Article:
Referring now to the sub-species of FIG. 4 shown in FIG. 4b, both grating structure 400 of region 1 and grating structure 402 of region 2 in FIG. 4b have sinusoidal grating profiles and have the same physical amplitude A. However, the line spacing d1 of grating structure 400 of FIG. 4b is different from the line spacing d2 of grating structure 402 of FIG. 4b. As is known in the art, the arcsin of the diffraction angle of a diffraction grating is equal to the ratio of wavelength to line spacing. Therefore, each of grating structures 400 and 402 of FIG. 4b, in response to being illuminated by polychromatic light, will produce higher diffraction orders in which the polychromatic light is angularly dispersed into its component spectral colors. However, because the line spacings d1 and d2 of grating structures 400 and 402 of FIG. 4b are different from one another, different selected spectral colors may be derived at the same given angle of the first diffraction order for respective regions 1 and 2 (in the sub-species of FIG. 4b) by properly choosing the respective values of line spacings d1 and d2. By way of example, if line spacing d1 of grating structure 400 of FIG. 4b is selected to be only 82% of line spacing d2 of grating structure 402 of FIG. 4b, then grating structure 400 will produce a reflected beam of green (530 nm spectral wavelength) light and grating structure 402 will produce a reflected beam of complementary red (650 nm spectral wavelengths) light at the same given diffraction angle of the first diffraction order. Therefore, a viewer viewing regions 1 and 2 at this given diffraction angle will see simultaneously a green region 1 and a red region 2. Furthermore, when viewing regions 1 and 2 of FIG. 4 at slightly different angles, the respective colors of regions 1 and 2 will no longer be green and red, respectively, but still will have essentially contrasting colors within the entire spatial intersection of the respective dispersion spectrums of grating structures 400 and 402 of FIG. 4b, due to the difference in the respective values of d1 and d2 thereof.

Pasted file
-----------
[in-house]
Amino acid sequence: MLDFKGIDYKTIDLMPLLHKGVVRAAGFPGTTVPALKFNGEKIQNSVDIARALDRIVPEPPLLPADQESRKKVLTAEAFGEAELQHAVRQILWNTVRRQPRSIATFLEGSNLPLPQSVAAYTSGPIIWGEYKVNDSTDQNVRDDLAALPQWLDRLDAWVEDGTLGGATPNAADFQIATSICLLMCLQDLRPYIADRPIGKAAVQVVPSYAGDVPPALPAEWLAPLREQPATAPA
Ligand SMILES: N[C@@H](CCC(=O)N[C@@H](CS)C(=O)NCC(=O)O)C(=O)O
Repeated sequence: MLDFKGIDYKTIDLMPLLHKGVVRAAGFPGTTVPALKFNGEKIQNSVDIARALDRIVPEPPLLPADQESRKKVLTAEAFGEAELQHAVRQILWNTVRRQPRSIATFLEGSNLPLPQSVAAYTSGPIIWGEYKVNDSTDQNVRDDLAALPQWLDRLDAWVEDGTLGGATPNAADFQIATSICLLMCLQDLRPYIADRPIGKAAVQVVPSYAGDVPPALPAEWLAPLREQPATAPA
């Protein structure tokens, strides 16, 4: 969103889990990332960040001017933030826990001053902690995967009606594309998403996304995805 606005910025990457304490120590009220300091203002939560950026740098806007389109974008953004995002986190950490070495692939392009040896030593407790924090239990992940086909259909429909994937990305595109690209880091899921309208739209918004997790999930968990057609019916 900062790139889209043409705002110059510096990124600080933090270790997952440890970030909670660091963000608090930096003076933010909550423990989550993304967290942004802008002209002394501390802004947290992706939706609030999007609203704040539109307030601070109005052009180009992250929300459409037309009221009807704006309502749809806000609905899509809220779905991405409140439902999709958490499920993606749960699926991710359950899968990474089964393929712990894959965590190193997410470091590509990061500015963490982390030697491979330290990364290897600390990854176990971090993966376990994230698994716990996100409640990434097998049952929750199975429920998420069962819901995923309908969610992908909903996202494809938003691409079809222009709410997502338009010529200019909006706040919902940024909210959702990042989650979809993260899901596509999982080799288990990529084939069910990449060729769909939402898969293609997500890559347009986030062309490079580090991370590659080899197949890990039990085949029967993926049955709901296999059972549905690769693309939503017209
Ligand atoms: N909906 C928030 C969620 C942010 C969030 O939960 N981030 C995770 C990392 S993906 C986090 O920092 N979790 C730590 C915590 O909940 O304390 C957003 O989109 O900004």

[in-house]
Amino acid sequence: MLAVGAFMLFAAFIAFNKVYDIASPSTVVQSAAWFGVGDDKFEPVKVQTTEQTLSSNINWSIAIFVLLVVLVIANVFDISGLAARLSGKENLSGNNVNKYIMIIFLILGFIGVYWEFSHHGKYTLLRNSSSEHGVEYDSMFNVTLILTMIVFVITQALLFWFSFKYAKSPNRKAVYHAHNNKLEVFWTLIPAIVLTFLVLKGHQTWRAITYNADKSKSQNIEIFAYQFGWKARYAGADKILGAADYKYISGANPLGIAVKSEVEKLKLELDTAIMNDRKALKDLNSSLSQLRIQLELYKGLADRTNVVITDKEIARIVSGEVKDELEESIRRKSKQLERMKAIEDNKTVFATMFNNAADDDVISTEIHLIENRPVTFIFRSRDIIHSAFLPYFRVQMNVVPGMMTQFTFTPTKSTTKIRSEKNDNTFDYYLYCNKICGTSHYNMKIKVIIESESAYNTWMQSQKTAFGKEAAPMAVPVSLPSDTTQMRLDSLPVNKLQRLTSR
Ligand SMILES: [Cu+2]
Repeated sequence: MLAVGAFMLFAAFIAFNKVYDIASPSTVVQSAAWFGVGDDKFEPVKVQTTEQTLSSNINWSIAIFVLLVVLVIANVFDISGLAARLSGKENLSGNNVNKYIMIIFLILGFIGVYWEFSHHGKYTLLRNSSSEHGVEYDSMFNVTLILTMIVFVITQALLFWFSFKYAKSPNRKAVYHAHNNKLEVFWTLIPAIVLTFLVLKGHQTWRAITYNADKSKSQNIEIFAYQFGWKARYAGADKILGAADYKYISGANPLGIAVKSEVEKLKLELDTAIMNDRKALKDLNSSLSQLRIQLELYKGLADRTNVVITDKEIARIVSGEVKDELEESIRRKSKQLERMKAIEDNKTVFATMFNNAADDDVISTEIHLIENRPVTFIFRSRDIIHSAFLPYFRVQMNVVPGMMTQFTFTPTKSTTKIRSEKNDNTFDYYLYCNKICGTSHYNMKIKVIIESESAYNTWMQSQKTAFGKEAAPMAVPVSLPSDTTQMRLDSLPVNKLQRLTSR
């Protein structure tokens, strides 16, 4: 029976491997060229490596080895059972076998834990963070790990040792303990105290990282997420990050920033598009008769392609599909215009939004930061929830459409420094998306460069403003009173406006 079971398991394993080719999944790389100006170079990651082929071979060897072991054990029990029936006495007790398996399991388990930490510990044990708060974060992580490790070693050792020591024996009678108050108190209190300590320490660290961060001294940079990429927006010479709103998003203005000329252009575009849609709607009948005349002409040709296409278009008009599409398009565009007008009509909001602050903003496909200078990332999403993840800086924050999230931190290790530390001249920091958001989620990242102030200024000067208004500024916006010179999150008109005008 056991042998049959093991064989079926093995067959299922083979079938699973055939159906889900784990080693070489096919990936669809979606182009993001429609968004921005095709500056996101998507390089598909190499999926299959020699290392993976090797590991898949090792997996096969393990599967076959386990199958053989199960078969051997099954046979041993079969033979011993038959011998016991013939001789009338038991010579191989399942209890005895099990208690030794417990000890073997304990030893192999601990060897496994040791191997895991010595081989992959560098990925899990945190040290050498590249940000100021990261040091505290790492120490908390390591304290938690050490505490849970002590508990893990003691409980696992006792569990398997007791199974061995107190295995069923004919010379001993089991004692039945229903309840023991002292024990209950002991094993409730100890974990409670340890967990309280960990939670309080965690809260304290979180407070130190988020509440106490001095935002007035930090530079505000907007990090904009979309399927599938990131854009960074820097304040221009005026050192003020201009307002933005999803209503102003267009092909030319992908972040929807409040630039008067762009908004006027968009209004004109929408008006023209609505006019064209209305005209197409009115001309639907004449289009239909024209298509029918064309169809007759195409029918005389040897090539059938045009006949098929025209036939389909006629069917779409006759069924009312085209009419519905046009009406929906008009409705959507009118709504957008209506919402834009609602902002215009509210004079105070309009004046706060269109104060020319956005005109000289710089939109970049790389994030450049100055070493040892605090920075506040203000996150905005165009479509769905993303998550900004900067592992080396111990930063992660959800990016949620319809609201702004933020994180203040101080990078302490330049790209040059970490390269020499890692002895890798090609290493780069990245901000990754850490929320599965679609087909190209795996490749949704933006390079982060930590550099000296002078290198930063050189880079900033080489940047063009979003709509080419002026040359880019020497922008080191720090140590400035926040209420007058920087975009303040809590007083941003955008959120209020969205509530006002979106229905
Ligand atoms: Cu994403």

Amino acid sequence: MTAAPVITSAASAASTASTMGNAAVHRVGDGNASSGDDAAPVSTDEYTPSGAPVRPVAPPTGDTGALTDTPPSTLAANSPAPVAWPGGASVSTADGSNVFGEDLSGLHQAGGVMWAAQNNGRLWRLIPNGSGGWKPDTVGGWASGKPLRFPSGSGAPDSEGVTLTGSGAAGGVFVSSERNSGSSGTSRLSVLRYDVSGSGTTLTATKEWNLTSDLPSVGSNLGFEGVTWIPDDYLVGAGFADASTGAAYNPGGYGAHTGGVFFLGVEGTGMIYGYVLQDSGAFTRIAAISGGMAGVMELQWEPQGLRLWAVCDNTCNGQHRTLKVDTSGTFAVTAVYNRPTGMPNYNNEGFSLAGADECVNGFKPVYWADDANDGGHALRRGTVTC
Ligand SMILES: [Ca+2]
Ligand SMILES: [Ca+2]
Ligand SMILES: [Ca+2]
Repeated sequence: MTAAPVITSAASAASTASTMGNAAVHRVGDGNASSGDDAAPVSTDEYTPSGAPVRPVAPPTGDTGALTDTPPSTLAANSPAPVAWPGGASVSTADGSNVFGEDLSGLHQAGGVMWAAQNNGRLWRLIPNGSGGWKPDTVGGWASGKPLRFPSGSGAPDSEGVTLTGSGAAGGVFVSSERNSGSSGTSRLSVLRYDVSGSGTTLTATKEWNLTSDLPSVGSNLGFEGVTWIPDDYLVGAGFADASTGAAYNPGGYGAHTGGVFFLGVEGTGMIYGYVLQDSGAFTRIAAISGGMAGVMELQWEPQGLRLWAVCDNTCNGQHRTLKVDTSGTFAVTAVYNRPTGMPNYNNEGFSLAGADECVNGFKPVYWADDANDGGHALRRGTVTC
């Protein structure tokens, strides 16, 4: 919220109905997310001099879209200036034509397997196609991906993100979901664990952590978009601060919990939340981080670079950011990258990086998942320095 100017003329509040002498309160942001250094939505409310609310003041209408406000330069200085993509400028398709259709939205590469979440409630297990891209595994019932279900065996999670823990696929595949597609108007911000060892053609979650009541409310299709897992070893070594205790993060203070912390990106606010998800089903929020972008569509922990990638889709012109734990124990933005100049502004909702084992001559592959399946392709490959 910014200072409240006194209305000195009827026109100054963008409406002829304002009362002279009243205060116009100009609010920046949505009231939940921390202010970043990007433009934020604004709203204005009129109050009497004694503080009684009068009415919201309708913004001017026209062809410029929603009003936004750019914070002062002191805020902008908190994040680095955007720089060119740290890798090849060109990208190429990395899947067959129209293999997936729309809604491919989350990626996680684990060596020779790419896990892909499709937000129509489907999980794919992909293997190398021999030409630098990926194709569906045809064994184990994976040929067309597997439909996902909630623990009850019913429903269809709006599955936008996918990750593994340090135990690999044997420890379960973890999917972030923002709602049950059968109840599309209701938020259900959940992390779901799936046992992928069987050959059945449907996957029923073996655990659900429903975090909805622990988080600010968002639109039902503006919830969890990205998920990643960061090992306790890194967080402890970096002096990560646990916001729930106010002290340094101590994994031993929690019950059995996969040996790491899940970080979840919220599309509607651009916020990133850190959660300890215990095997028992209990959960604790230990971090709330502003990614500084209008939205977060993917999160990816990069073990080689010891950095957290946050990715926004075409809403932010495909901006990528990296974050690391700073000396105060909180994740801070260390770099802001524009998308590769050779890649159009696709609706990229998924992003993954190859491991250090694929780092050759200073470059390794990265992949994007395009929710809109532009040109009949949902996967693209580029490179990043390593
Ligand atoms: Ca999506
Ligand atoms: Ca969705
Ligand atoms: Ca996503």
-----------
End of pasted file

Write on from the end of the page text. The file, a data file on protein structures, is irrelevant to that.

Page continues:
It is desirable that the reflected beams from regions 1 and 2 in the sub-species of FIG. 4b be as bright as possible. Therefore, the physical amplitude A of grating structures 400 and 402 in FIG. 4b preferably has a value which minimizes the amount of light which remains in its respective zero diffraction order, which results in the light diffracted into the higher diffraction order reflected beams being maximized. Furthermore, to maximize the amount of light diffracted into each first diffraction order beam, it is desirable that both grating structures 400 and 402 of FIG. 4b be fine-line diffraction gratings (discussed above), thereby suppressing the occurrence of higher diffraction order beams above the first diffraction order. In regard to maximizing the brightness of the first diffraction order of grating structures 400 and 402 of FIG. 4b, reference should be made to the teachings of aforesaid U.S. Pat. Nos. 3,961,836 and 4,062,628. The sub-species shown in FIG. 4b, per se, forms part of the invention disclosed in the aforesaid related patent application Ser. No. 235,971.